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Article written by Maya Vukovska

Only a decade ago, the LGBTQ community was largely underrepresented in movies, TV and social media. Nowadays, heteronormativity as a prevalent social belief and sexual orientation is slightly but steadily giving way to alternative ways of thinking and living. The new tendency calls for specific measures to be taken in order for this large community to be adequately represented to the average media consumer.

From Pansy Craze to RuPaul

Let's go back to the 1930s when the gay subculture emerged in Greenwich Village and Harlem was brought onto the mainstream culture. Drag queens, known then as “pansy performers”, were the ones who kickstarted gay public life first in Manhattan, and then in Los Angeles, Chicago, and San Fransisco. The “Pansy Craze” period lasted until 1933 when, with the end of Prohibition came also the end of the satiric portrayals of gay characters in Hollywood movies. 20 years would pass before improvement in queer representation came.

On December 1, 1952, the first American transgender woman, Christine Jorgensen, made the headlines of the newspapers.

The Stonewall riots of 1969 led to cardinal changes in the code of the National Association of Broadcasters. The latter agreed to treat fairly LGBT people in the media.

The 1972 made-for-television drama That Certain Summer was the first serious gay-themed movies.

1983 was an important year for LGBTQ representation as it broke into Broadway. La Cage aux Folles was the first musical centered on a gay relationship. One of the songs, I Am What I Am, was praised as a “gay anthem” and widely recorded.

The public coming out of the comedian Ellen DeGeneres in 1997 boosted the positive representation of homosexual women on TV.

In 2009, RuPaul increased the representation of transgender people with her popular show RuPaul’s Drag Race.

Media constructs (sometimes false) realities

A survey carried out by Pew Research Centre shows that the Americans are mainly conservative about LGBTQ people and the acceptance of homosexuality is quite poor compared to other Western countries. The conservatism is derived from the dominant puritan thought in the USA and is further boosted by the media, which are powerful messengers of the zeitgeist. The images we see are often simplified depictions, stereotypes really. We laugh for a few minutes but the side effects of this laugh can last for years. It is up to the audience to interpret these images in a critical manner, but it’s difficult to overcome the ideological messages behind media representation. As media tends to reinforce their own ideologies rather than challenge the consumers’ views, it’s been quite hard for the queer community to receive accurate representation. For example, a media owner who supports a far right ideology may deliberately provide content about queer people that is misleading. They might be portrayed as acting weirdly or differently to anyone else, thus adding to the common belief they are abnormal.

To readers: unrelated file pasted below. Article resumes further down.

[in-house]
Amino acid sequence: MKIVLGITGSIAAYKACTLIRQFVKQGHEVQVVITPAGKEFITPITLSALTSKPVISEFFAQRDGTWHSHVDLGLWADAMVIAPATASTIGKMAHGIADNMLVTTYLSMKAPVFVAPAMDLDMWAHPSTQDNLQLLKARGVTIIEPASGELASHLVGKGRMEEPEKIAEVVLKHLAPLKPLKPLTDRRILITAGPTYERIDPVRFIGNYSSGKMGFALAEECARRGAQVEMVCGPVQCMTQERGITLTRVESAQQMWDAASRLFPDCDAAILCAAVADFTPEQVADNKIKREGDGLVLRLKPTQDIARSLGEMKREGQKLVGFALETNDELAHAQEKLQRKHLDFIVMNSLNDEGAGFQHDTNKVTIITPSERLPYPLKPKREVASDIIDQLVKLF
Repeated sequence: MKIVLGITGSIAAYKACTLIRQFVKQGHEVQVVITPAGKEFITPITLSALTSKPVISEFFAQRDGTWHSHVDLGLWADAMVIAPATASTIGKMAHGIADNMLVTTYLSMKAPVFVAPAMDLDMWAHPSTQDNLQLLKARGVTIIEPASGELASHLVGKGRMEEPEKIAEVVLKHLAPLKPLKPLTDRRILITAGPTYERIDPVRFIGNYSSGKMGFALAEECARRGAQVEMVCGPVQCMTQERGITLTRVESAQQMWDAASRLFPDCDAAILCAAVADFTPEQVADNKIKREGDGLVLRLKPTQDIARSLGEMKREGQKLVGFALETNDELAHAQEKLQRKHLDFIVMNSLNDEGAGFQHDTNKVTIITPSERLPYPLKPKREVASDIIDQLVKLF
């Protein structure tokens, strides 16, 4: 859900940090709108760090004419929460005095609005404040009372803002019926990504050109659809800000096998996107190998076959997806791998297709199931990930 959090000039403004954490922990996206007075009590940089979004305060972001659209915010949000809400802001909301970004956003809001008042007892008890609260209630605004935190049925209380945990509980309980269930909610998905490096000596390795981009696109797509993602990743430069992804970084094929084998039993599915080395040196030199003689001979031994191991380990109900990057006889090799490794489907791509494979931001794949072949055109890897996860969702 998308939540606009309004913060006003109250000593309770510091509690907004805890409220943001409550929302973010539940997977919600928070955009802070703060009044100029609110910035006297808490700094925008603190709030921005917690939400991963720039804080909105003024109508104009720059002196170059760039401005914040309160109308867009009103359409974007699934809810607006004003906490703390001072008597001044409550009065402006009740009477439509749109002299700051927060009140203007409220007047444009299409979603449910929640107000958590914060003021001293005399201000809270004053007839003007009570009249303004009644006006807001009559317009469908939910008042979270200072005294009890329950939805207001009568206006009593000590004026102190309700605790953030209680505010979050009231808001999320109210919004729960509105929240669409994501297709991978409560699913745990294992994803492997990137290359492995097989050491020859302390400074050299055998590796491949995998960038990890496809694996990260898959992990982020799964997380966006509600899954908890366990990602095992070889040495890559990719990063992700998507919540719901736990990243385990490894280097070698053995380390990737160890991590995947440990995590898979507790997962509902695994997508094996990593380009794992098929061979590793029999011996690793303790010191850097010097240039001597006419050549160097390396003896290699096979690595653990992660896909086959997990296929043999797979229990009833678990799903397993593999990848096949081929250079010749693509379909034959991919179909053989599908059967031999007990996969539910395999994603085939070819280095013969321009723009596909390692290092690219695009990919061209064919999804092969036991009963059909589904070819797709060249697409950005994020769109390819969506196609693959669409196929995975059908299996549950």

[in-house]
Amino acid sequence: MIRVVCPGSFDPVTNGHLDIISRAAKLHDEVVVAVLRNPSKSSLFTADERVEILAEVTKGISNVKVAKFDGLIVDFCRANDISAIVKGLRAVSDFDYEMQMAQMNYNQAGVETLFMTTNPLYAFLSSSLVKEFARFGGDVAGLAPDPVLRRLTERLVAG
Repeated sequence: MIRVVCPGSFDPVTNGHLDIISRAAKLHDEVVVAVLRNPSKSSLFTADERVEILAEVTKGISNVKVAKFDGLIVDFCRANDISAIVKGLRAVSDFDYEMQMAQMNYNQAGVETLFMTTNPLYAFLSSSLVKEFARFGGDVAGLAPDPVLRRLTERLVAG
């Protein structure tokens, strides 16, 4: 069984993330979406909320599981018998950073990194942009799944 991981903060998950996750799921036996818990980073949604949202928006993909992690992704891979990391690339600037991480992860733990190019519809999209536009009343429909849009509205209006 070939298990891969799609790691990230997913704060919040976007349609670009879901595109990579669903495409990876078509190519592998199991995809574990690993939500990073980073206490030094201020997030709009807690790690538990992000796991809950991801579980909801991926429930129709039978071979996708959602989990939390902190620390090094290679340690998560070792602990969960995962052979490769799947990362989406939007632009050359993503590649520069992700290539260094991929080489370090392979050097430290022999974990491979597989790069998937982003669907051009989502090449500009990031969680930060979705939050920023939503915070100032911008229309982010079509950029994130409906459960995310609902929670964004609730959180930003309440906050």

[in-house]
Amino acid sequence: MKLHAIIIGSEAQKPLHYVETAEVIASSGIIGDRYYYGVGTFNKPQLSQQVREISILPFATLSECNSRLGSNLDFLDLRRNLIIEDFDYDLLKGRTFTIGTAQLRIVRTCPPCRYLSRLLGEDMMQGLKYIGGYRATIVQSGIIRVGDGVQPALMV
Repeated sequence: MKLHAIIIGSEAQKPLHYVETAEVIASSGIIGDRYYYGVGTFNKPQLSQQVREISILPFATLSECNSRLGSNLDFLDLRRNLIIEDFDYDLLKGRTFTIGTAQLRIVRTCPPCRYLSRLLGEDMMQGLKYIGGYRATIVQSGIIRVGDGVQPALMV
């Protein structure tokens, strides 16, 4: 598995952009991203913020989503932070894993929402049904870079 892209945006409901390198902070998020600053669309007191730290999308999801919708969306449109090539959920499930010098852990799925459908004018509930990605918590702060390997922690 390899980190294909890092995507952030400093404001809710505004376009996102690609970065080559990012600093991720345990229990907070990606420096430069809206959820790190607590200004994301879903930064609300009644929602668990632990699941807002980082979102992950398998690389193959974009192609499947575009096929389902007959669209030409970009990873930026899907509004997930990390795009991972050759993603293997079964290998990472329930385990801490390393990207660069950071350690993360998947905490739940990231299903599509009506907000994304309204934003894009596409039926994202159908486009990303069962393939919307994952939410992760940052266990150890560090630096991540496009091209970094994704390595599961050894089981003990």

Being on the watch

There are various NGOs, media institutes, and volunteer communities that oversee the representation of the LGBTQ people on TV and streaming platforms. LGBT Fans Deserve Better is one such organization of fans from across the world whose mission is to inform people of the harm negative LGBTQ representation in the media may do. They come up with advice and recommendations to broadcasting companies regarding the better representation of the full diversity of the LGBTQ community with the hope that the numbers of the queer characters in the TV series and movies would move upward in the future.

What do the statistics show?

Statistics from GLLAD (Gay & Lesbian Alliance Against Defamation) came up with some good news in their 2019-2010 annual report on the LGBTQ+ representation in the media. What they found out was that 90 TV characters from the LGBTQ+ community were represented, which makes for 10.2% of all 792 characters, and that is an increase of 1.4% from the previous year. What’s more, 31 of the 38 transgender characters were played by transgender actors.

The role of the media in the queer representation is indeed enormous. Today, there’s more urgency than ever for attacking negative depictions and generalizations and creating a culture change that makes it safe for LGTBQ people to lead authentic lives, thus offering inspiration and hope for the future to the less fortunate ones who are deprived of the opportunity to be themselves.

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